You may be aware of two common terms often used to describe the actions of an employer who violates the rights of an employee at the time of the termination…
Terminations should be carefully carried out and should always be undertaken with the help of a knowledgeable employment lawyer. Firing an employee without proper guidance and thorough advice can result in an unjust dismissal claim and significant legal and financial liability.
If you are a federally-regulated employer considering terminating an employee, contact the Toronto employment lawyers at Sultan Lawyers. We regularly advise Crown corporations, banks, airlines, railway companies, broadcasters, telecommunications companies and other employers subject to the Canada Labour Code about their obligations during the termination process. With our help, you can ensure you are in compliance with the law, minimizing your risk, and protecting yourself and your organization from potential legal disputes stemming from a termination. We know how to approach cases in federal courts and before administrative tribunals and use this experience to our clients’ benefit daily.
The Canada Labour Code provides legal protection to employees in federally regulated workplaces and outlines various obligations an employer must comply with during a termination. The Code outlines procedures to follow when terminating individual employees, or when terminating 50 or more employees in a group termination.
A federally regulated employer must provide a terminated employee with either:
If an employer must terminate 50 or more employees simultaneously from a single industrial establishment within a four-week period, the employer must notify the federal Minister of Labour, in writing, at least 16 weeks before the start of the terminations.
In addition to providing notice to the Minister, employers must give notice to each individual being fired (or pay in lieu of that notice). Most employers planning a group termination must establish a committee of employer and employee representatives to create an adjustment program immediately after notice is provided to the affected employees.
A federally regulated employee is entitled to severance pay, in addition to termination pay or notice of termination, where they have completed at least 12 consecutive months of continuous employment prior to their dismissal.
Severance pay consists of two days’ regular wages for each full year the employee worked for the employer up to a maximum of five days’ wages.
Federally regulated employees (other than managers) who have completed at least 12 months of continuous employment and who are not subject to a collective agreement, can file an unjust dismissal complaint or request a written statement from the employer for reasons for the dismissal.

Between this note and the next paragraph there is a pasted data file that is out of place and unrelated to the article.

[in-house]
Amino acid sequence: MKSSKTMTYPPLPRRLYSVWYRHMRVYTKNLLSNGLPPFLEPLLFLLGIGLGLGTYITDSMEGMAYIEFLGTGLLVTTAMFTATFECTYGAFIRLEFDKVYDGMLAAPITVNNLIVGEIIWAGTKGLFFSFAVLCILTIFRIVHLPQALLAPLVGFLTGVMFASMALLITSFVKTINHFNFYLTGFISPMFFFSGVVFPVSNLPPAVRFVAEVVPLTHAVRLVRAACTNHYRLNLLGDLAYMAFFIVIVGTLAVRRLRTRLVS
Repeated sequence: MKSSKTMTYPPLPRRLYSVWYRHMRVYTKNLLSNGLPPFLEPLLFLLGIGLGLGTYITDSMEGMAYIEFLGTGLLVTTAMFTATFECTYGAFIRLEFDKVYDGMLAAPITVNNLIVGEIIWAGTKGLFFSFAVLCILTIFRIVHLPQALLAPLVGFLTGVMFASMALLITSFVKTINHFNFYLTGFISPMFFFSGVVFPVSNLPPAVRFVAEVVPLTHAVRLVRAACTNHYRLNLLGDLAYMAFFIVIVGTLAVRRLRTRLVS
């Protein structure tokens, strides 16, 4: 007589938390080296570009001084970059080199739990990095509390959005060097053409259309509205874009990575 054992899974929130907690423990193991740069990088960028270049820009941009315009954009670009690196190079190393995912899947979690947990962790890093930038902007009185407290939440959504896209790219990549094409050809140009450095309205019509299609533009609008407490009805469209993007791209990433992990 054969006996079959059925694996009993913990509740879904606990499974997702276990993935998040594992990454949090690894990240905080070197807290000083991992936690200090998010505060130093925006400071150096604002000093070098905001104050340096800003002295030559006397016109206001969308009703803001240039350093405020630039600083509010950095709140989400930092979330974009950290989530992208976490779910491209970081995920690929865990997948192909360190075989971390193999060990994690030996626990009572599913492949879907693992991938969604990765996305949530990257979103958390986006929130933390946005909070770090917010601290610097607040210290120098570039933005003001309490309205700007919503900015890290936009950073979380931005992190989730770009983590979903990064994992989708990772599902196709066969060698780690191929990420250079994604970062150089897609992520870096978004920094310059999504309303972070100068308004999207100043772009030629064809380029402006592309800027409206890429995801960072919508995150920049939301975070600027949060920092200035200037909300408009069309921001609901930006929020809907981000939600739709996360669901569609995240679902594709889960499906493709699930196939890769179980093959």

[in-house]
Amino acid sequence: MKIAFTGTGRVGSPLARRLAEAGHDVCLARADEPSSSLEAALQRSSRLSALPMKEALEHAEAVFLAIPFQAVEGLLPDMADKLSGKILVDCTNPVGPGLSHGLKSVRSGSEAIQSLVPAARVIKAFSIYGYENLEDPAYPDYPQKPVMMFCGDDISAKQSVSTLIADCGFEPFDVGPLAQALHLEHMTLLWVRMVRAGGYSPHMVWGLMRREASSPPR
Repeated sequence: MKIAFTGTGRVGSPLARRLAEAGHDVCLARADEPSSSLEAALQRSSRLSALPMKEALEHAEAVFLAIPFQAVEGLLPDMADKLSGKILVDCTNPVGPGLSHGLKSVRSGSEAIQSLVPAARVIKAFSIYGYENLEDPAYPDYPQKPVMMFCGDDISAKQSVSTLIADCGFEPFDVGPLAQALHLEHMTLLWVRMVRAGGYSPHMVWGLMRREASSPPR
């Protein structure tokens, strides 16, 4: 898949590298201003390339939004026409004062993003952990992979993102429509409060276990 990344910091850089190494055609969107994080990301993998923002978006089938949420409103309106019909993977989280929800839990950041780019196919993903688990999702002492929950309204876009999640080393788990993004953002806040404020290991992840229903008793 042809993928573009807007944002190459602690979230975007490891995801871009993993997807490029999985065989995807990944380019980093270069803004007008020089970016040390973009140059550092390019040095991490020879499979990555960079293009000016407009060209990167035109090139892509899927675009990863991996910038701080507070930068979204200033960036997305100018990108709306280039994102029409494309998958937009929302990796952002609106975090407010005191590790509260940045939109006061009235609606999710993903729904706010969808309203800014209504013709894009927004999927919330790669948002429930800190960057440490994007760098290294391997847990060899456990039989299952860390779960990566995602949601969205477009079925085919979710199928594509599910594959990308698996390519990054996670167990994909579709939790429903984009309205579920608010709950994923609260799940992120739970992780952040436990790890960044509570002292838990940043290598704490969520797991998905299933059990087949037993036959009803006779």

Where a complaint is filed an inspector will attempt to assist the parties in reaching a settlement, which may include a monetary payment, changes to the terminated employee’s employment record, or full reinstatement (with or without compensation).
Where the inspector is not successful, the terminated employee can request that the complaint be referred to an adjudicator, and there may be an adjudication hearing.
Adjudicators have the power to order a broad range of remedies where unjust dismissal is found:
In addition to filing an unjust dismissal complaint, a terminated employee can also file a civil action and sue their employer. A separate civil action can then proceed while the unjust dismissal complaint is being investigated or resolved.
At Sultan Lawyers in Toronto, our forward-thinking and strategic employment lawyers regularly advise federally regulated employers across the province on best practices in carrying out a termination. We help clients ensure that they meet their legal obligations when firing an employee and help them manage potential risks. Where a termination results in a claim of unjust dismissal or a civil lawsuit, we will represent clients throughout the litigation and dispute resolution process and fight for their rights. Contact us online or at 416-214-5111 for a consultation.
In general terms, an employee is wrongfully dismissed when an employer breaches a term or several terms in the contract of employment, or a statute provision or rule in employment…
There are times when one employee can act so improperly as to cause the harassment and/or departure of another employee. These situations are often referred to as an employee going “rogue”. …
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